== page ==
After a predetermined number of cycles, the counter section 200 of the FIV 18 is activated to allow the power mandrel 122 to move down past a protruding section 156 of the spline sleeve 152. The spline sleeve 152 is rotatable with respect to the power mandrel 122. Each up and down cycle of the power mandrel 122 causes the spline sleeve 152 to rotate a certain distance. In one embodiment, as shown in FIG. 7, the power mandrel includes three flange portions 126A-C. As shown in FIG. 8, the spline sleeve 152 includes three protruding sections 156A-C. After a predetermined number of cycles, gaps 158A-C between the protruding sections 156A-C line up with the flange sections 126A-C, allowing the power mandrel 122 to move down past the protruding sections 156 toward the shoulder 137 of the middle housing section 136 (after shear pins 120 are sheared as discussed further below).
A J-slot pin 130 is inserted through the spline sleeve 152 to move in a step-wise fashion along J slots defined in the outer wall 138 of the power mandrel 122 as the spline sleeve 152 is rotated. As the spline sleeve 152 rotates, the J-slot pin 130 travels along a path defined by the J slots generally along the circumference of the power mandrel outer wall 138, as shown in FIG. 6.
As illustrated in the different views of FIGS. 6 and 7, there are 10 J slots 161, 162, 163, 164, 165, 166, 167, 168, 169, and 170 in the power mandrel 122. J slots 161-169 are of the same length (length A), and J slot 170 is of a longer length (length B). The shorter length J slots allow movement of the power mandrel 122 in an up and down fashion along length A, but such movement does not allow the power mandrel to engage the ball valve operator 18 b. The J-slot pin 130 of the rotating spline sleeve 152 is rotatingly urged along adjacent J slots with each cycle of the power mandrel 122. The single long length counter track engagement J slot 170 is designed to allow sufficient movement along length B of the power mandrel to allow the power mandrel 122 to engage the valve operator 18 b sufficiently to operate on the valve 18 a. A fixed J-slot pin 132 contained in the first housing section 112 remains tracking in the engagement slot 170 as the spline sleeve 152 rotates and the J-slot pin 130 moves between different J slots.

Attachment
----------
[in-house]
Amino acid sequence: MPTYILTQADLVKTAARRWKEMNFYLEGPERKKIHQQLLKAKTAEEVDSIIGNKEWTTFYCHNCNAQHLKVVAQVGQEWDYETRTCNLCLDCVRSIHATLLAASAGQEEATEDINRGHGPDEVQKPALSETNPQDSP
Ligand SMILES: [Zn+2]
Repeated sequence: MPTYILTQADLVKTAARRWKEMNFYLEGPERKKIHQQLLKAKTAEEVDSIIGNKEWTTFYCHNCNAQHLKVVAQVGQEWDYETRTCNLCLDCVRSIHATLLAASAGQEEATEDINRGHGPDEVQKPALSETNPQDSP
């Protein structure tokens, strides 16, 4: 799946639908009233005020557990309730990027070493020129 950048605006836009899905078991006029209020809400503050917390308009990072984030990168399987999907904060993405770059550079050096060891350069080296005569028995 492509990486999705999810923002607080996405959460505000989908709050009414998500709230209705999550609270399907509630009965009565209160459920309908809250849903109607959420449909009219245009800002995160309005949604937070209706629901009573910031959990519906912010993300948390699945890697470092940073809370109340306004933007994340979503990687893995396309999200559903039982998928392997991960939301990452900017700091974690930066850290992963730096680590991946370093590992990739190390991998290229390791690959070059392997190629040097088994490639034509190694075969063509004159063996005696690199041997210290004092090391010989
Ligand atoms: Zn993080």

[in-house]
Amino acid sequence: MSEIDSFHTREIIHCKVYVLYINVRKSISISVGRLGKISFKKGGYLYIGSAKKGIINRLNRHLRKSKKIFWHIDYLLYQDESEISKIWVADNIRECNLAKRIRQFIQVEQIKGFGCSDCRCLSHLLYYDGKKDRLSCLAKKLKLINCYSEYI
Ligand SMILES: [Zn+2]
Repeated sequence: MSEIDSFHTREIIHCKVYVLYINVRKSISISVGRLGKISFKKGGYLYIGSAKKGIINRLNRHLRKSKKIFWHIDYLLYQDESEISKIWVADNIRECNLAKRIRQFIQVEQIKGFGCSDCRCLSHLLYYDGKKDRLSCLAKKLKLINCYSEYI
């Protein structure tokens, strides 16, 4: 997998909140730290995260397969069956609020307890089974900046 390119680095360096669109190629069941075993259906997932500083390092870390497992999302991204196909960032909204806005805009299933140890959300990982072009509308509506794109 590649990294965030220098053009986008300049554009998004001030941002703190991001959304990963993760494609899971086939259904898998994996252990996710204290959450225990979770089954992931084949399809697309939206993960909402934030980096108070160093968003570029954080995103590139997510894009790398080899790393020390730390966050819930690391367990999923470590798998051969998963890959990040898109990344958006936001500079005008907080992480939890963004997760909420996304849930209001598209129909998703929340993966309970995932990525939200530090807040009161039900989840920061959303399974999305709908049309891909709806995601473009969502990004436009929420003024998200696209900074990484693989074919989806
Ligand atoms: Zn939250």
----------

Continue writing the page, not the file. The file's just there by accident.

In operation, the J-slot pin 130 can initially be located in slot 161A. When the power mandrel 122 is pushed up by fluid pressure, the J-slot pin 130 travels along the path from the slot 161A to 161B. When the power mandrel 122 moves back down again after fluid pressure is removed, the J-slot pin 130 travels along the path defined from slot 161B to slot 162A. This is repeated until the J-slot pin 130 reaches slot 169B. On the next down cycle of the power mandrel 122, the flange portions 126A-C line up with the gaps 158A-C, which then allows the J-slot pin 130 to travel along the extended slot 170A as the power mandrel 122 moves down toward the shoulder 137 of the middle housing section 136.
When the operator mandrel 114 moves down to actuate the valve 18 a, an opening 101 in the operator mandrel 114 moves down to allow the gas chamber 110 to communicate with the inner bore 108 of the FIV 18. As a result, the gas (e.g., nitrogen) in the chamber 110 escapes through the opening 101. The chamber 110 then fills up with tubing fluid to equalize pressure above and below the operator mandrel 114. This allows a shifting tool to open and close the valve 18 a in subsequent operations.
To ensure that the pressure in the FIV bore 108 is at or below the formation pressure under the ball valve 18 a, shear pins 120 connect the operator mandrel 114 to a sleeve 121. When the operator mandrel 114 and power mandrel 122 initially move downwardly, the sleeve 121 hits against a shoulder 123 in the first housing section 112 to prevent further movement of the operator and power mandrels. By bleeding away the tubing string bore pressure (and thus the FIV bore pressure), a sufficiently large pressure differential can be created between the gas chamber pressure and the fluid chamber pressure in the FIV 18 to shear the shearing pins 120. Once the shearing pins 120 are sheared, the operator mandrel and power mandrel can drop down. By ensuring a low FIV bore pressure less than the formation pressure below the valve 18 a, damage can be avoided to the formation below the valve 18 a when the valve 18 a is reopened.
If desired, the tubing bore fluid pressure can also be maintained at a high enough level that the shearing pins 120 are not sheared. As a result, down movement of the power mandrel 122 to engage the valve operator 18 b is prevented. If the tubing bore fluid pressure is not dropped low enough, then the valve 18 a is not opened. This effectively resets the counter mechanism 200 on the next pressure up cycle. To activate the power mandrel again, the predetermined number of cycles must be reapplied to the counter mechanism.
The down movement of the power mandrel 122 causes its bottom part 172 to contact the top part of the latch mandrel 176. This moves the latch mandrel 176 to thereby actuate the ball valve 18 a.
The tripsaver counter mechanism 200 in the FIV 18 allows one to, for example, pressure test tubing against the closed ball valve multiple times without cycling the ball valve open. This provides a great deal of flexibility downhole to alter the planned operations if required.